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Two New Comic Operas [Bridge 9299A/B]
27 Aug 2011

Two one-act comic operas from New York Festival of Song

The New York Festival of Song, created and run by Steven Blier and Michael Barrett, dedicates itself to what one might call “American lieder” — art songs by top American composers, classic Broadway, and operatic numbers.

John Musto: Bastianello & William Bolcom: Lucrezia

Lisa Vroman, soprano; Sasha Cooke, mezzo-soprano; Paul Appleby, tenor; Patrick Mason, baritone; Matthew Boehler, bass; Steven Blier and Michael Barrett, piano. New York Festival of Song.

Bridge 9299A/B [2CDs]

$39.99  Click to buy

In 2008 the festival branched out to present two one-act comic operas. The two librettos by Mark Campbell center on domestic love. In Bastianello, a new groom leaves his wedding after his wife displeases him, and through a series of encounters with other couples, learns that in a marriage, one must learn to forgive others’ faults. Lucrezia finds the title character married to an older man, and seduced by one Lorenzo, but it is Lorenzo who finds at the end that it is he himself who has been seduced.

Campbell writes some exceedingly clever lines, which sometimes zing and sometimes — don’t zing. The actual plot shenanigans tend to be rather cumbersome, so Campbell relies often on the unexpected rhyme to prompt a giggle —

“In my heart these feelings aren’t foreign.
To end this fight/We’ll do what’s right
And flip a florin.”

That “florin” gives a taste of the rather dated genre here — if the copyright for these libretti were 1908 instead of 2008, only the occasional anachronism would be alarming. But Campbell does have some lines less musty and more funny:

“Is the sex cold? Is it distant? That’s a laugh. Try ‘non-existent.’”

All the funny lines imaginable, however, wouldn’t deepen the characterization or supply the missing narrative interest. “Clever” can only go so far in maintaining interest in a story and characters, even in one act operas. The composers had their work cut out for them. William Bolcom’s music for Lucrezia fares best, possibly because the libretto he scored is less segregated into scenes. Bolcom is able to keep up a constant flow of fairly attractive musical invention, shifting subtly from one mood to another. His familiar mélange of ragtime, tango and faux-Gershwin works well for the story. Blier and Barrett at the pianos certainly play with rhythmic flair.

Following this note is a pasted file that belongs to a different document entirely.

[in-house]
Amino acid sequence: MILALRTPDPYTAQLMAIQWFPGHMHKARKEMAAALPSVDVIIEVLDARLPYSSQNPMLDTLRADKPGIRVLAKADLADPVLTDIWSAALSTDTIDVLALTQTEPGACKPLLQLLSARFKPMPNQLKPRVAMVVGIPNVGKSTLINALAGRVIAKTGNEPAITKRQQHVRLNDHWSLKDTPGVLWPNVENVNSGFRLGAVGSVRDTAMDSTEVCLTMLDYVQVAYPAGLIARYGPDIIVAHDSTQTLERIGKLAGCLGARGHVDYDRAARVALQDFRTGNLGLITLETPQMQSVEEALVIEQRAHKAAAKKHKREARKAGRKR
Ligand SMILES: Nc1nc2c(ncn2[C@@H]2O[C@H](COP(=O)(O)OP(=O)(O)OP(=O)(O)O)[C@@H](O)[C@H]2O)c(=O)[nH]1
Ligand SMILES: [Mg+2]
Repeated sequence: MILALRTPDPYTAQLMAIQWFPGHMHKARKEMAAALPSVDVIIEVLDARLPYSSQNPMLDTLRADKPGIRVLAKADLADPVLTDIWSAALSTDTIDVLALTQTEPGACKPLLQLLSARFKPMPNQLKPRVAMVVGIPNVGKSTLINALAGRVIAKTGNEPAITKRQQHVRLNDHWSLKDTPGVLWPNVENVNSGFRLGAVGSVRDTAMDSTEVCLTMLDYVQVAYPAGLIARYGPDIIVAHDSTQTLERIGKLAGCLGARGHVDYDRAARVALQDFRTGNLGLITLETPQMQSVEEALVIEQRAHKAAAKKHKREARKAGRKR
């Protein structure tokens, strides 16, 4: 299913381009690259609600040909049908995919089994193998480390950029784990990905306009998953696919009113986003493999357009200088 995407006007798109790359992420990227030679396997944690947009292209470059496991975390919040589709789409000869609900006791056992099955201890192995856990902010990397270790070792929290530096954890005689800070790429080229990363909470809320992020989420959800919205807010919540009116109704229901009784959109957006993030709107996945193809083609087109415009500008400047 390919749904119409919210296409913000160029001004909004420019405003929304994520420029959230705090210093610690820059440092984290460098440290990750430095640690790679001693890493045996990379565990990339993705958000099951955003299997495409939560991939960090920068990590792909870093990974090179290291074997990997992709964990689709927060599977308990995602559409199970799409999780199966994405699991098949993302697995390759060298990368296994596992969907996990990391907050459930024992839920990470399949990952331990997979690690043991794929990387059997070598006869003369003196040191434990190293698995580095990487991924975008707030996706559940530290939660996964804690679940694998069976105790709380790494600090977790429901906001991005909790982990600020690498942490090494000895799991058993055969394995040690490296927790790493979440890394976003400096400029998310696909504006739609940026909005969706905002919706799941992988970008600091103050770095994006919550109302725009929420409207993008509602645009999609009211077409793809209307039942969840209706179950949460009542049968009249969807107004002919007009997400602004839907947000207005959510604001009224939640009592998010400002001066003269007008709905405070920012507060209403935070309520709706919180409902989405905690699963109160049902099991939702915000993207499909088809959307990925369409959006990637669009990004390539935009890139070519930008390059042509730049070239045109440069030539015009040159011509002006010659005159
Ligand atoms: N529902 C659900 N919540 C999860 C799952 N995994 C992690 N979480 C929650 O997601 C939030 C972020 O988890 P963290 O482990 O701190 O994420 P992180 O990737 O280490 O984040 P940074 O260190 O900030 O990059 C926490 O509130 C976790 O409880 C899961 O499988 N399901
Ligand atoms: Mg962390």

John Musto’s idiom for Bastianello is not radically different from Bolcom’s, but drier melodies and less variety of tempo makes this shorter opera feel as long as Lucrezia. The five singers seem to be enjoying themselves greatly, at any rate, and seen live they surely made a fine impression. Paul Appleby has a supple tenor voice, perfect for “male ingénue” parts. Matt Boehler and Patrick Mason take on the male “character voice” parts and mug in ways appropriate to the settings. Sasha Cooke captures the sly scheming of Lucrezia very well, and she and Lisa Vroman skillfully take on multiple roles in Bastianello.

Sondheim-aficionados and fans of the type of well-trained vocalism on exhibit here will find this Bridge recording enjoyable enough. It may not represent the ideal calling-card for the New York Festival of Song, however. Fortunately, that institution seems to be enough of an established success that a calling card — as antiquated a concept as much of the libretti’s dramaturgy — should prove superfluous.

Chris Mullins

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